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Mike Wilmington

By Mike Wilmington

Wilmington on DVDs: Jubal, 3:10 to Yuma, Safe Haven, Parker



Jubal (Also Blu-ray) (Three Stars)

U.S.: Delmer Daves, 1956 (Criterion Collection)

My grandma Marie Tulane, who was born in Sweden and died in Wisconsin, often said she liked Westerns because the scenery was so beautiful. I think she would have liked Delmer Daves’ 1956 Jubal, starring Glenn Ford, Ernest Borgnine and Rod Steiger — a movie where the scenery is lush and green, with mountains and a deep blue sky forming a  spectacular backdrop for the film’s highly dramatic (or melodramatic) plot. The story’s classicism would have appealed to her as well: An exhausted  drifter named Jubal (played by Ford) is rescued and taken on as a cowhand by a big-hearted rancher named Shep Morgan (Borgnine)  and persecuted by a vicious  ex-foreman named Pinky (Steiger). According to director-co-writer Daves, this story  was  partly modeled on Shakespeare’s “Othello.“ and indeed, it does show jealousy and a descent into madness. (Officially, the movie is an adaptation of Paul I. Wellman’s Western novel “Jubal Troop.“,)

The Shakespearean vein reveals itself  when Jubal almost immediately stirs powerful emotions in Shep, who singles him out as his second-in-command and heir, in Shep’s wife Mae (Valerie French), who wants to sleep with Jubal, and in the dirt-mean  “Pinky” Pinkum (Steiger), who hates Jubal bitterly and wants him gone or dead. (To welcome Jubal to the ranch, Pinky burns all his clothes and tells him he smells like a sheepherder. Then later, to hasten the sheepman’s exile or demise, Pinky plays Iago to Shep’s Othello, with Jubal becoming a seemingly hapless mix of Cassio and The Sheepman.. The witnesses to all this — and to the final chaos and showdown — are  a familiar and very likable bunch of ‘50s cowpokes, including those Western mainstays Noah Beery, Jr., John Dierkes and Jack Elam.

Delmer Daves, who specialized in war movies and film noir in the ’40s, (Destination Tokyo, Pride of the Marines, Dark Passage), and in sexy soap operas in the ’60s (A Summer Place, Parrish), was primarily a Western director  in the ‘50s — and that’s what he was best at. His’ Westerns  were often scenically magnificent, his casts were first-rate, his politics were liberal,  and his stories (most of which he wrote or co-wrote) gripping and humane. Daves is credited with at least two movies that almost everyone considers Western movie classics, 1950’s Broken Arrow and 1957’s 3:10 to Yuma. Other aficionados, including Daves’ passionate admirer French critic-director Bertrand Tavernier, might also nominate Jubal, Cowboy (based on Frank Norris’ memoirs, with Ford and Jack Lemmon), and Tavernier’s favorite, The Hanging Tree, with Gary Cooper, Maria Schell and George C. Scott.

Jubal is not Daves’ best, but it’s highly characteristic,  and a feast of color and Cinemascope and crane shots — violence and tenderness. Unlike such other Western masters as Ford, Hawks, Walsh, Anthony Mann and Budd Boetticher, Daves liked to give  his cowboy heroes — often played by Glenn Ford, and also by Cooper, Lemmon, Alan Ladd, Van Heflin and Jimmy Stewart — an atypical, appealing core of vulnerability. (Hawks liked to claim that  John Wayne’s macho stubbornness in Rio Bravo was his answer to the more angst-ridden  heroes of Fred Zinnemann’s High Noon (Cooper) and Daves’’ 3:10 to Yuma (Heflin). Certainly Ford’s Jubal is both beleaguered and vulnerable, and Glenn Ford  plays him with a wariness, tenderness and a nervous delivery  that were his ‘50s trademarks, close to Coop but a long ways from Wayne. Maybe that’s why the character Jubal is balanced in the movie with a gunman friend, Reb Haislipp (played by Charles Bronson) who appears mid-film with a wagon train full or religious pilgrim/settlers, including the movie’s love interest, Felicia Farr (Mrs. Jack Lemmon) as the virginal Naomi, whose emotions are also powerfully stirred by Jubal.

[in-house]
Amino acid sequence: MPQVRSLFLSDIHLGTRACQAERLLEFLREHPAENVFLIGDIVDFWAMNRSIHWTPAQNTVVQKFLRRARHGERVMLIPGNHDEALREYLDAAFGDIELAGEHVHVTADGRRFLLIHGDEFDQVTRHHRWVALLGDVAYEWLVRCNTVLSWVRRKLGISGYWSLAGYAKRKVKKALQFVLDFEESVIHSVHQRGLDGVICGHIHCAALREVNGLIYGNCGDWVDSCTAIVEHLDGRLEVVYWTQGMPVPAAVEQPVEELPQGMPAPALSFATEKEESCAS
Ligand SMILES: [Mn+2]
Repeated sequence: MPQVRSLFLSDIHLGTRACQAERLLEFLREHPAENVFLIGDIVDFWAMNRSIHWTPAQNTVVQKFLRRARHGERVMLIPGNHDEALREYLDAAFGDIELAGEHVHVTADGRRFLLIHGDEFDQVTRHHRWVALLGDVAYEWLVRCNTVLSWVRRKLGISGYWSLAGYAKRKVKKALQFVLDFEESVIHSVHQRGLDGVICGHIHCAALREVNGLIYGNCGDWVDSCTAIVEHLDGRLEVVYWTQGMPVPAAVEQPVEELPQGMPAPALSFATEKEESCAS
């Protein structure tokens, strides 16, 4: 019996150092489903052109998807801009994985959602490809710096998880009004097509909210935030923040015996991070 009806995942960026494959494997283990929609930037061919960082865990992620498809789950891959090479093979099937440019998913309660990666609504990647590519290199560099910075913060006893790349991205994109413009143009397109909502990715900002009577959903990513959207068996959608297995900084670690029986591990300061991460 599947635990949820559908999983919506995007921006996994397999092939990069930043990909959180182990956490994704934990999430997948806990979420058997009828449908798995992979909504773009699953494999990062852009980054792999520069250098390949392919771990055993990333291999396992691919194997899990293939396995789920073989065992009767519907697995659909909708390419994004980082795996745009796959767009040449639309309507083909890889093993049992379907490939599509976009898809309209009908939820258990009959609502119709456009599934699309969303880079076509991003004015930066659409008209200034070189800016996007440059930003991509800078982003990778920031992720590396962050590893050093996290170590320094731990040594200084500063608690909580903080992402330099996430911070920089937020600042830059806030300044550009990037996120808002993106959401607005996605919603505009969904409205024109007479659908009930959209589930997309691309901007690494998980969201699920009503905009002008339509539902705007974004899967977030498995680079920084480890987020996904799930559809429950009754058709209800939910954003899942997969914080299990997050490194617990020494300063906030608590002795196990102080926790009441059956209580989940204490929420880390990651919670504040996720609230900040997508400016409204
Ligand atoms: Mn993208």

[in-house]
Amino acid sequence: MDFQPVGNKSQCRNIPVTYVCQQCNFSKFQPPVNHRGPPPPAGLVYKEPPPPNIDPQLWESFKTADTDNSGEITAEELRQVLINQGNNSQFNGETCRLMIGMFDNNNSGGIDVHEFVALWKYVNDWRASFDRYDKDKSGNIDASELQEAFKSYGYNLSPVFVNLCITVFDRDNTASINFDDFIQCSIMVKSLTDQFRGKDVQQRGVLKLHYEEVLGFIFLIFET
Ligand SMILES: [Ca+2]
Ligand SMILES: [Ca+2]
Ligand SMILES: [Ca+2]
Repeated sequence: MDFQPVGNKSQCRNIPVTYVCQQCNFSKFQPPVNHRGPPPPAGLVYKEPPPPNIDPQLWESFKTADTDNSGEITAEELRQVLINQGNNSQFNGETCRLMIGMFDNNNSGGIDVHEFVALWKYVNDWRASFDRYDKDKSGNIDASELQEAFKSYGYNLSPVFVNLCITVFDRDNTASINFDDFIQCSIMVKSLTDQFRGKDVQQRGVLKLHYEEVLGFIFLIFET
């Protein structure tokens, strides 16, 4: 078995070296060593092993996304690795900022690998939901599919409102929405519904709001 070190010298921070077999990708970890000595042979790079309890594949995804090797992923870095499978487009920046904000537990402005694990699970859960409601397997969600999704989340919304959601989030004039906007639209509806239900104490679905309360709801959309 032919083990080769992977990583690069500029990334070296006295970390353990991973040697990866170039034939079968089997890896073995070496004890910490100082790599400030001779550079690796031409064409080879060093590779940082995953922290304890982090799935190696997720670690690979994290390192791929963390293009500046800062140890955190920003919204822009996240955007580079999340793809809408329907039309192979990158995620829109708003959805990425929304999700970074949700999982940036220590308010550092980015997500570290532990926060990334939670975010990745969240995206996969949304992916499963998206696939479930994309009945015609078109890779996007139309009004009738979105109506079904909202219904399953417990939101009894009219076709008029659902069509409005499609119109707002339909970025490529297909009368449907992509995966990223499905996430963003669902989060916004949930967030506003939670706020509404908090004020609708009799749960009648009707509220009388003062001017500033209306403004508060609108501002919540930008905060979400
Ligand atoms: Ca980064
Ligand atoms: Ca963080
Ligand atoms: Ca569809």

When we remember Glenn Ford these days, it’s usually as the lover-puppet of Rita Hayworth’s Gilda, or the gutsy teacher besieged by juvenile delinquents in The Blackboard Jungle, or for one of his Westerns, of which this is the strangest and one of the most visually striking. When we remember Ernie Borgnine, its primarily for his warm-hearted portrayal of the gentle big city butcher Marty in Marty — as well his large gallery of villains, Western and otherwise, including an ultimate good-bad guy in The Wild Bunch. When we remember Rod Steiger, it’s as the crooked lawyer on the other end of Marlon Brando’s heart-wrenching “Charlie, Charlie you don’t understand…I coulda been a contender” in On the Waterfront — and also for his socially conscious star parts as the  concentration camp survivor in The Pawnbroker and the Southern police chief in In the Heat of the Night.

But we may forget it was also Steiger who originated the role of Marty in the first TV production of Paddy Chayefsky’s teleplay. Since the movie of Marty was made in 1955, only  a year before Jubal, it may instil ideas of a possible conflict between the two Martys. But there’s little evidence on screen of any feud. Borgnine plays Shep with the warmth and humanity he liked to bring out, as opposed to his sadistic villains. And though Steiger’s Pinky is a snarling  scene-stealer, that fits the actor’s usual style: He plays Pinky crazy-malicious. with an emotional intensity that was also one of his hallmarks. (“He likes to cry,” Brando once said.)